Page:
This is the best recipe for the classic Greek spanakopita I know – believe me when I say I have tried dozens of them during my lifetime. It’s inspired by my friend Elena whom I met on the tiny island of Paxos one hot and sultry evening. She used to run a teeny tiny little taverna with just four tables covered in waxed gingham cloths around which sat 16 beautiful old white chairs with faded rafia seats covered in dusty plastic. This pie is all she made – in vast quantities I might add – day in and day out. She was justly proud of it and served it with a toothy grin, crisp roast potatoes, a generous bowl of Greek salad, tzatziki and jugs of ice cold retsina. This is my very favourite menu for a Sunday dinner with family and friends.
2 tbsp Raphael’s Cretan extra-virgin olive oil, plus extra for brushing
One medium leek, trimmed and finely sliced
800g tender green leaves, including spinach, rocket, nettles (stings neutralised, see note above) and dandelion, thoroughly washed in plenty of free-flowing water
2 large free-range eggs, beaten
200g feta cheese
250g Greek anari cheese (you can also use good quality ricotta but make sure to drain it first)
Grated zest of a lemon
Small bunch of mint, leaves picked and finely chopped
Small bunch of dill, finely chopped
Half of a whole nutmeg, finely grated
Sea salt flakes and freshly ground black pepper, to your taste
250g filo pastry (I love JR Feuilles de Filo, available at Waitrose)
Pul biber and chopped dill for garnishing
How I make it
Heat an oven to 180C.
Heat up a large frying pan, add a generous glug of olive oil with a pinch of sea salt and sautée the spring onions or leek for a minute or two. Remove from the pan and set aside.
In the same pan, add the greens in batches, cover and leave to wilt slightly but not entirely (the trick is to retain some of the crisp texture of the greens). Remove from the pan and place into a colander to drain. Set aside to cool down.
Then, in a large mixing bowl, mix the eggs and crumble in the feta and anari cheese. Add the cooled spinach, lemon zest, herbs and nutmeg. Mix everything together very gently and season to your taste. Set aside for a few minutes to allow any residual liquid settle at the bottom of the bowl.
To make individual pies, place one sheet of filo on a floured surface and brush it will olive oil. Place another sheet over the top at 180 degree angle and brush with oil. Finally, place a third sheet on top to match the original one and brush with oil. Place a quarter of the pie filling in the middle, arrange into a square shape and wrap the pastry around it as if wrapping a gift. Repeat three more times to make four pies and turn them over to hide the folded edges. Place on a baking tray lined with baking parchment, brush with olive oil and scatter the nigella seeds over the top.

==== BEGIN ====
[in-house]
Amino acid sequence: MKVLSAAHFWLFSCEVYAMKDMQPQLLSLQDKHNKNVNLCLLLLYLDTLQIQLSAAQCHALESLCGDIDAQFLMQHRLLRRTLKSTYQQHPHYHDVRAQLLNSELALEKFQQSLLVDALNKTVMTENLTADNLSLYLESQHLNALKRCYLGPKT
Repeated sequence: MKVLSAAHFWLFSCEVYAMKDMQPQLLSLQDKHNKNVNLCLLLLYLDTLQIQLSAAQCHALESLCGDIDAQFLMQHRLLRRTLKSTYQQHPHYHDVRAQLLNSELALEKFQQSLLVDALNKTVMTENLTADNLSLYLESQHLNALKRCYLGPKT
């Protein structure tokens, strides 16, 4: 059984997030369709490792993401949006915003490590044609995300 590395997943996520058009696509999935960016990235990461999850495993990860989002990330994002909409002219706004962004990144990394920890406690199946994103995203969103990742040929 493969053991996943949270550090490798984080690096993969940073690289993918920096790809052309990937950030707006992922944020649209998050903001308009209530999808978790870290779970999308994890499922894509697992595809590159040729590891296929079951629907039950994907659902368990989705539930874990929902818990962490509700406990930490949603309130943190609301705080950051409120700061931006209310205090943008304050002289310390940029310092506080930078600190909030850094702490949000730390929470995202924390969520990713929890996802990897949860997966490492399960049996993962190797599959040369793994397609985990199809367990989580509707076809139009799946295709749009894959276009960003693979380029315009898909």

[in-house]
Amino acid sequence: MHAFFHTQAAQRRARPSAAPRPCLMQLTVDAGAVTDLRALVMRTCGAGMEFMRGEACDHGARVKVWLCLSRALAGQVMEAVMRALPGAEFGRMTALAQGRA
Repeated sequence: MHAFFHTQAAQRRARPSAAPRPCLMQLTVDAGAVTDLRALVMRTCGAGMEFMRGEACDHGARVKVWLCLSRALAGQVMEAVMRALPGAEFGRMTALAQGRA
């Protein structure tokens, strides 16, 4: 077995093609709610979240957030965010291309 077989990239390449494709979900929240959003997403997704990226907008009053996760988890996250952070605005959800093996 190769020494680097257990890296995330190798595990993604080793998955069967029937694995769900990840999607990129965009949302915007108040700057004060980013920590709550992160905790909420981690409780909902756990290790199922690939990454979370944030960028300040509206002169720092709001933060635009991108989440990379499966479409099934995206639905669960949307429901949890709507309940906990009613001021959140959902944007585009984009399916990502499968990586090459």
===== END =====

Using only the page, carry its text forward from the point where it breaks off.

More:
To make one large pie, arrange the filo sheets on a large round pie dish brushing each layer with olive oil, making sure that you cover the bottom and leave plenty hanging over the edge of the tray. Tip the greens and feta mixture onto the pastry – making sure to leave any excess liquid in the bottom of the bowl. Spread the filling to the edges using a fork then gently fold the overhanging layers over the top, brushing each layer with olive oil as you go. Brush the top of the pie with olive oil and sprinkle the nigella seeds over the top.
Bake the pie(s) for around 25 minutes until the pastry turns golden and the top feels firm. Remove from the oven and leave to rest for 15 minutes before serving – it should never be served piping hot. Here, I’ve served it with a bowl of amba sauce, a dizzying mix of Alphonso mangoes, lime, lemon and a fruity little spice mix from Iraq. Alternatively, you can serve it as Elena did with hot roast potatoes finished with a squeeze of lemon juice and a scattering of wild oregano, a crisp Greek salad and a bowl of refreshing tzatziki.
Suggested wine pairing from Ben, Director of Novel Wines
Ben has chosen the Lebanese wine Chateau Oumsiyat Cuvee Memliarus Assyrtico 2018. He says: “This wine is bursting with citrus alongside hints of spice and a juicy, mineral finish. It has plenty of zing to charm the spanakopita, without compromising on body and mouthfeel, key when you have such a quality olive oil in the dish.” Winemaker Joseph Bou Sleiman is behind Oumsiyat and oversees their 78 hectare estate, situated 1,000m above se level in Lebanon’s stunning Beqaa Valley. Nestled between Mt Lebanon and the Anti-Lebanon mountains, Sleiman’s planting of the Greek grape variety Assyrtico is a first for the valley and gives a distinctly different style of wine. Expect white peach, passion fruit, melon and grapefruit, alongside floral and citrusy aromas.
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